The attempted bombing has raised questions in Congress about President Obama's plans to shut down the Guantanamo facility, nearly half the remaining detainees are from Yemen.

Yemen's Foreign Minister Abu-Bakr al-Kerbi told BBC radio on Tuesday there could be up to 300 al Qaeda militants in his country, some of whom may be planning attacks on Western targets like the one in Detroit.

The Yemeni government's previous attempts against the militants amounted to scattered raids mixed with tolerance of some fighters in return for vague promises they would avoid terror activity domestically.

The Pentagon recently said it has poured nearly $70 million in military aid to Yemen this year - compared to none in 2008.

The U.S. has increasingly provided intelligence, surveillance and training to Yemeni forces during the past year, and has provided some firepower, according to a senior U.S. defense official, who requested anonymity in order to discuss sensitive security issues. Some of that assistance may be through the expanded use of unmanned drones, and the U.S. is providing funding to Yemen for helicopters and other equipment.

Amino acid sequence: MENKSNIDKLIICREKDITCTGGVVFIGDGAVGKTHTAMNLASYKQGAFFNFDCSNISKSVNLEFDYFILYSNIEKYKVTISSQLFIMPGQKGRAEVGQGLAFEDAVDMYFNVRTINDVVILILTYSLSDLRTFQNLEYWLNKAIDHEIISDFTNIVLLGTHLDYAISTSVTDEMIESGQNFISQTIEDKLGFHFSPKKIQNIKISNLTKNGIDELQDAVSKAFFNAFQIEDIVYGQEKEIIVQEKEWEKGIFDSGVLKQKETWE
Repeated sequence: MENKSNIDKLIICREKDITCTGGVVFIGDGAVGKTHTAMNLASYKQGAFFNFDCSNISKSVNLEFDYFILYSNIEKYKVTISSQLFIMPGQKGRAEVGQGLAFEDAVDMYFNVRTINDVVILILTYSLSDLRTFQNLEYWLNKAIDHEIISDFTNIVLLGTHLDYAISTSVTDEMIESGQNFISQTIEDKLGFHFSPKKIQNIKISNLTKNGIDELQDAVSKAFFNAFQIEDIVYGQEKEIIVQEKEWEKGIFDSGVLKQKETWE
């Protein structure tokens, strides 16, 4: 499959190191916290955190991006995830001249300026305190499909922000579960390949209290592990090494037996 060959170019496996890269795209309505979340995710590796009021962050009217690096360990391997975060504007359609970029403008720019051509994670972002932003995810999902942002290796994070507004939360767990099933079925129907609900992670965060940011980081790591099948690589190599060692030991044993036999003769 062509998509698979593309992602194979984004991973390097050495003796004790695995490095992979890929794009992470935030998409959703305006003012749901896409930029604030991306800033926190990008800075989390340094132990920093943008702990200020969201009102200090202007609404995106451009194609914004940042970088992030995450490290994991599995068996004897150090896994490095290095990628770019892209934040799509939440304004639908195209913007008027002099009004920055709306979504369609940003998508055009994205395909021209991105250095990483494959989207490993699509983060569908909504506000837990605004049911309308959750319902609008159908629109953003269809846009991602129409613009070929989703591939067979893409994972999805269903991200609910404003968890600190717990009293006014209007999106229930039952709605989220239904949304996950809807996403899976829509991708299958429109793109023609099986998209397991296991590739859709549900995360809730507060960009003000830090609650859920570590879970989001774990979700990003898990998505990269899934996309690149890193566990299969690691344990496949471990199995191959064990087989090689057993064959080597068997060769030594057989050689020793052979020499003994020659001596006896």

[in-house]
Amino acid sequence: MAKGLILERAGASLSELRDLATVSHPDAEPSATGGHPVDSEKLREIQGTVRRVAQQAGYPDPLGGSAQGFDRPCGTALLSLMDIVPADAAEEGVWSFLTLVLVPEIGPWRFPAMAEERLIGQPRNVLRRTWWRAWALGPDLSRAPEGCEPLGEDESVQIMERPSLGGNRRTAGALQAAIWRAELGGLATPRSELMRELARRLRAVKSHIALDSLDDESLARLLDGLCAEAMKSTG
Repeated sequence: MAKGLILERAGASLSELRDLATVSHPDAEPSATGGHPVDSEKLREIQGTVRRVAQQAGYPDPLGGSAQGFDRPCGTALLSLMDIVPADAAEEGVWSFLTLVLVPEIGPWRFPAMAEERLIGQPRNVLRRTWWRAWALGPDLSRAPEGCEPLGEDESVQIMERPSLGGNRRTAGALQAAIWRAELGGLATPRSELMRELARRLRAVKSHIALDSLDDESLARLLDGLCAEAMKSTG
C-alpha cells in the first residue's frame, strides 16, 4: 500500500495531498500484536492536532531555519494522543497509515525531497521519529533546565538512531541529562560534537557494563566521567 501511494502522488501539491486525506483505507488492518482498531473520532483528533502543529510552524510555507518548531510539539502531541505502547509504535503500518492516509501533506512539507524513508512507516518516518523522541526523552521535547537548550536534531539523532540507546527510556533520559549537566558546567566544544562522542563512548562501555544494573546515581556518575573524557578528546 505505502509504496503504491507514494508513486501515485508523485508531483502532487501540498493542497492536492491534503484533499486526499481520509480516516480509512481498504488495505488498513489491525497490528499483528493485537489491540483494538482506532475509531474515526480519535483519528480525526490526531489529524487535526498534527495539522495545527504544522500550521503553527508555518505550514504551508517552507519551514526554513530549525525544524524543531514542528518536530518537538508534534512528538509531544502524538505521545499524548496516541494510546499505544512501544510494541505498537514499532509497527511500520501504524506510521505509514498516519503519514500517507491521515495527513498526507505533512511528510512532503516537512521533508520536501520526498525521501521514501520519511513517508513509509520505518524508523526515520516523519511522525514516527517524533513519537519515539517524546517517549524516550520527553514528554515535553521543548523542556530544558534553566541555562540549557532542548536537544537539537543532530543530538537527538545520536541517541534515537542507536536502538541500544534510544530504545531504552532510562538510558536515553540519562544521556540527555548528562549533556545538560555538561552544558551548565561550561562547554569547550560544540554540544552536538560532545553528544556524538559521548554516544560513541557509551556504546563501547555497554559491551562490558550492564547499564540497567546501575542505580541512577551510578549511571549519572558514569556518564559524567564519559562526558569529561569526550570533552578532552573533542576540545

In its claim, al Qaeda in the Arabian Peninsula said it provided Abdulmutallab with a sophisticated explosive that did not go off because of technical malfunction.

Students and administrators at the San'a institute said Abdulmutallab was gregarious, had many Yemeni friends and was not overtly extremist. They noted, however, he was open about his sympathies toward the Palestinians and his anger over Israel's actions in Gaza. They spoke on condition of anonymity because Yemeni security authorities have ordered them not to talk to the media.

Administrators at the school said Monday that Yemeni security officials have been questioning the director, Muhammad al-Anisi, for two days.

Ahmed Moajjib, the only teacher who agreed to be named, said Abdulmutallab was a "very quiet student, who was extremely smart, liked to help others and was not frivolous."

"He did not appear suicidal, depressed or frustrated," he added.

Internet postings purportedly written by Abdulmutallab suggest a fervently religious and lonely young man who fantasized about becoming a Muslim holy warrior. Throughout more than 300 posts, a user named "Farouk1986" reflects on a growing alienation from his family, his shame over sexual urges and his hopes that a "great jihad" will take place across the world.

While officials haven't verified that the postings were written by Abdulmutallab, details from the posts match his personal history.

On Tuesday, Nigerian Information Minister Dora Akunyili told reporters that Abdulmutallab told his parents a few months ago he wanted to study Sharia law, a strict Islamic code, something his father said he couldn't do. Abdulmutallab responded by sending a text message from an unknown cell phone number saying he never would talk to his family again, Akunyili said.

Abdulmutallab arrived in Yemen in August, shortly after leaving Dubai, where he took classes at University of Wollongong for about seven months.